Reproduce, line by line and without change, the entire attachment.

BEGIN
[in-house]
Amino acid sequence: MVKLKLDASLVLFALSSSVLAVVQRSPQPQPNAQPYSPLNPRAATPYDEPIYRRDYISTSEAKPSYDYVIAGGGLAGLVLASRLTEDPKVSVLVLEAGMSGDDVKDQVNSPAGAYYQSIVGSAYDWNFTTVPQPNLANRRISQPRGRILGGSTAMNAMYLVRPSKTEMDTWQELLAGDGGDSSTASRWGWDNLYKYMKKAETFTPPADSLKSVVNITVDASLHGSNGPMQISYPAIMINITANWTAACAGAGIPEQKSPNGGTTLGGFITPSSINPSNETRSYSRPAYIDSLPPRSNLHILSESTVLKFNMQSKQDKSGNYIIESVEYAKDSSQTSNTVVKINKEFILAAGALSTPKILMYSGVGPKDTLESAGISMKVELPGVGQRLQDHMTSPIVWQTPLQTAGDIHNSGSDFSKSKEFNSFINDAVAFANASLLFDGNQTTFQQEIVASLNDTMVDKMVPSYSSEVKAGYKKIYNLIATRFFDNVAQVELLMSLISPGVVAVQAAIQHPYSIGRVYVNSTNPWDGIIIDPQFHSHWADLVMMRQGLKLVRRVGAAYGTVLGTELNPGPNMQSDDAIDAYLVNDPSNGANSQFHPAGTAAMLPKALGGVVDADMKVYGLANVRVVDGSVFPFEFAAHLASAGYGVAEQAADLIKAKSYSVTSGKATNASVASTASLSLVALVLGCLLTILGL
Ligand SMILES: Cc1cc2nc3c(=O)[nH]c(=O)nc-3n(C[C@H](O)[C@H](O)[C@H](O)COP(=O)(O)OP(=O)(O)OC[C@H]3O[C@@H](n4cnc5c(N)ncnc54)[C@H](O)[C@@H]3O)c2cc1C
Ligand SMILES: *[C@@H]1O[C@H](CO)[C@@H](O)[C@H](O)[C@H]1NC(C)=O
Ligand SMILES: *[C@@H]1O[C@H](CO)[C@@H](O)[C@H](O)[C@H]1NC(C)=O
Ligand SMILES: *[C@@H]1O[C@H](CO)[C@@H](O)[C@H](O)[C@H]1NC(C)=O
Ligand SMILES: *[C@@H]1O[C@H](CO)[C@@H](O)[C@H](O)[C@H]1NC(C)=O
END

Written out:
[in-house]
Amino acid sequence: MVKLKLDASLVLFALSSSVLAVVQRSPQPQPNAQPYSPLNPRAATPYDEPIYRRDYISTSEAKPSYDYVIAGGGLAGLVLASRLTEDPKVSVLVLEAGMSGDDVKDQVNSPAGAYYQSIVGSAYDWNFTTVPQPNLANRRISQPRGRILGGSTAMNAMYLVRPSKTEMDTWQELLAGDGGDSSTASRWGWDNLYKYMKKAETFTPPADSLKSVVNITVDASLHGSNGPMQISYPAIMINITANWTAACAGAGIPEQKSPNGGTTLGGFITPSSINPSNETRSYSRPAYIDSLPPRSNLHILSESTVLKFNMQSKQDKSGNYIIESVEYAKDSSQTSNTVVKINKEFILAAGALSTPKILMYSGVGPKDTLESAGISMKVELPGVGQRLQDHMTSPIVWQTPLQTAGDIHNSGSDFSKSKEFNSFINDAVAFANASLLFDGNQTTFQQEIVASLNDTMVDKMVPSYSSEVKAGYKKIYNLIATRFFDNVAQVELLMSLISPGVVAVQAAIQHPYSIGRVYVNSTNPWDGIIIDPQFHSHWADLVMMRQGLKLVRRVGAAYGTVLGTELNPGPNMQSDDAIDAYLVNDPSNGANSQFHPAGTAAMLPKALGGVVDADMKVYGLANVRVVDGSVFPFEFAAHLASAGYGVAEQAADLIKAKSYSVTSGKATNASVASTASLSLVALVLGCLLTILGL
Ligand SMILES: Cc1cc2nc3c(=O)[nH]c(=O)nc-3n(C[C@H](O)[C@H](O)[C@H](O)COP(=O)(O)OP(=O)(O)OC[C@H]3O[C@@H](n4cnc5c(N)ncnc54)[C@H](O)[C@@H]3O)c2cc1C
Ligand SMILES: *[C@@H]1O[C@H](CO)[C@@H](O)[C@H](O)[C@H]1NC(C)=O
Ligand SMILES: *[C@@H]1O[C@H](CO)[C@@H](O)[C@H](O)[C@H]1NC(C)=O
Ligand SMILES: *[C@@H]1O[C@H](CO)[C@@H](O)[C@H](O)[C@H]1NC(C)=O
Ligand SMILES: *[C@@H]1O[C@H](CO)[C@@H](O)[C@H](O)[C@H]1NC(C)=O